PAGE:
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What's the CR of that?
I think most people have said that CR works reasonably well for the first few levels, and completely breaks down around level 5 or so (or level 7, or some unspecified higher level).
This is completely untrue. CR is meaningless, it's why this whole thread exists in the first place! If it was working as intended there wouldn't be 11 pages of people describing how their parties can destroy monsters at much higher levels.
That's not it. The CR section says nothing about only requiring the spending of some resources. What it says is this. A CR 3 creature should be a "worthy challenge" to 4 level 3 PCs, but not kill a PC. A cake walk is not a worthy challenge, and people here are describing fights against CRs much higher than the party level as cake walks. That makes CR broken. It doesn't function like it is supposed to.
That's all it means if you ask me. It says nothing about offering a hefty challenge, or a good fight (depending on how you interpret the meaning of "worthy challenge" or "fair challenge" ). In my view, all it says is "The party will probably not die when faced with this foe". And that's extremely useful information. It means that if the party is level 12, the DM can pretty much ignore all of the monsters that are lower than CR 12 in the Monster Manual, when building his/her encounters. So as the players increase in level, the selection of monsters to choose from decreases. In other words, CR's become MORE useful the higher the level of your players. Because there are less monsters to choose from.
RodneyThompson said:The DM's monster roster expands, never contracts. Although low-level characters probably don't stack up well against higher-level monsters, thanks to the high hit points and high damage numbers of those monsters, as the characters gain levels, the lower-level monsters continue to be useful to the DM, just in greater numbers. While we might fight only four goblins at a time at 1st level, we might take on twelve of them at 5th level without breaking a sweat. Since the monsters don't lose the ability to hit the player characters—instead they take out a smaller percentage chunk of the characters' hit points—the DM can continue to increase the number of monsters instead of needing to design or find whole new monsters. Thus, the repertoire of monsters available for DMs to use in an adventure only increases over time, as new monsters become acceptable challenges and old monsters simply need to have their quantity increased.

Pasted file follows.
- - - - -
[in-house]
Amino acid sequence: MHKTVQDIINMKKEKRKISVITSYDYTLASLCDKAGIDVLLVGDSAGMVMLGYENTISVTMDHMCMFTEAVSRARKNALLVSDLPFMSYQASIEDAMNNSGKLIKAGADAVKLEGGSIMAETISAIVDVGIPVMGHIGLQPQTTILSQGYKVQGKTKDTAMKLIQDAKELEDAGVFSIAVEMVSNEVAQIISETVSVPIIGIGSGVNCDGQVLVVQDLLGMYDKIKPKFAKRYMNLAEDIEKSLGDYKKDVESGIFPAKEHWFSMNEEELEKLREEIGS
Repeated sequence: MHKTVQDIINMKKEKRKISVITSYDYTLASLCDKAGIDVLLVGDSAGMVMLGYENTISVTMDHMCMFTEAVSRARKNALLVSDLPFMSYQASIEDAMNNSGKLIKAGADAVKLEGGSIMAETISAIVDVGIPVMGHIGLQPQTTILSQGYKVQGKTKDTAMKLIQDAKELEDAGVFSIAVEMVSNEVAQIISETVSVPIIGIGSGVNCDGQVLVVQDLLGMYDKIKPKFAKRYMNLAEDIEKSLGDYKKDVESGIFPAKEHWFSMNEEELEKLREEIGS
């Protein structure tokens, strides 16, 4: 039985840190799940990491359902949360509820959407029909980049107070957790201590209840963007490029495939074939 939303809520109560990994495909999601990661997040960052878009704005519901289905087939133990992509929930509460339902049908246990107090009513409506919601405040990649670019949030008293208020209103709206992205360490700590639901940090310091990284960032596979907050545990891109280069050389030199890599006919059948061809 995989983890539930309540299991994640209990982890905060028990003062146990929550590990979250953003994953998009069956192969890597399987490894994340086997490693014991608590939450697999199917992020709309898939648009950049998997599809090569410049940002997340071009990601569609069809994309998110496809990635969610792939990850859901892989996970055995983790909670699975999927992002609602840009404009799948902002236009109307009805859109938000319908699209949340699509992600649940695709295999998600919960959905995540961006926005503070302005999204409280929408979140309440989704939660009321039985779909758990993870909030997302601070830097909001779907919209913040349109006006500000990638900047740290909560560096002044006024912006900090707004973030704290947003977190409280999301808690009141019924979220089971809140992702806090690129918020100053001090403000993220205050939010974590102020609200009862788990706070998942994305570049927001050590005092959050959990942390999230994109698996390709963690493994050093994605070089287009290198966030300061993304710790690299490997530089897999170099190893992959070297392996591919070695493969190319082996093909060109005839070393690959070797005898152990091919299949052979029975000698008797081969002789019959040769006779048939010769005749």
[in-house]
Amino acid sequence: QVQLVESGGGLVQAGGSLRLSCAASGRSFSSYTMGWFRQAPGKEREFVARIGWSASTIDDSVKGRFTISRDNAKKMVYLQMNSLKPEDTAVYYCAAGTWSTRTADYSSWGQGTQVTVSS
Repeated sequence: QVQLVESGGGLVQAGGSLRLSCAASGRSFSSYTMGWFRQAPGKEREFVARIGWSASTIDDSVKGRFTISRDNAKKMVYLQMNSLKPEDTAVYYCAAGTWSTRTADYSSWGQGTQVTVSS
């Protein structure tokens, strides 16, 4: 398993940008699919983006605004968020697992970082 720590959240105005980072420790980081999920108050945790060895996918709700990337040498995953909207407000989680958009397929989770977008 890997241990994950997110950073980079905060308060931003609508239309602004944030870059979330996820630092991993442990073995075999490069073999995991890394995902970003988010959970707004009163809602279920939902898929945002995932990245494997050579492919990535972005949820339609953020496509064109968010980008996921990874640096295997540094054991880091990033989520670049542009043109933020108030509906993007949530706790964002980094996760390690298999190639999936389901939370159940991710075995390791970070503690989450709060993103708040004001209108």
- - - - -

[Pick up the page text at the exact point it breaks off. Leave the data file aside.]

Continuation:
It opens up new possibilities of encounter and adventure design. A 1st-level character might not fight the black dragon plaguing the town in a face-to-face fight and expect to survive. But if they rally the town to their side, outfit the guards with bows and arrows, and whittle the dragon down with dozens of attacks instead of only four or five, the possibilities grow. With the bounded accuracy system, lower-level creatures banding together can erode a higher-level creature's hit points, which cuts both ways; now, fights involving hordes of orcs against the higher-level party can be threatening using only the basic orc stat block, and the city militia can still battle against the fire giants rampaging at the gates without having to inflate the statistics of the city guards to make that possible.
I slightly disagree. I think that the variance is (as noted by a poster in the other thread) that 5e borrows from older editions. 4e, for example, was more mathematically precise.
This means that there is more consistency not just in terms of parties to monsters, but in terms of monsters to each other. 5e doesn't quite have that consistency. It has some of the 4e precision, but not enough. Whether that's good or bad depends on your beliefs.
Personally, I don't mind, because I'm more old school. I don't need CR precision. But I understand that it is frustrating for people that prefer it.
...in 5e it's debatably the worst system to figure out CRs of a monster. Have you LOOKED at that table that shows you how to calculate CR? It's a nightmare! It's like... they tried to mathematically explain "winging it".
Teach a GOOD GM how to run a game, not how to regurgitate meaningless numbers in a certain situation.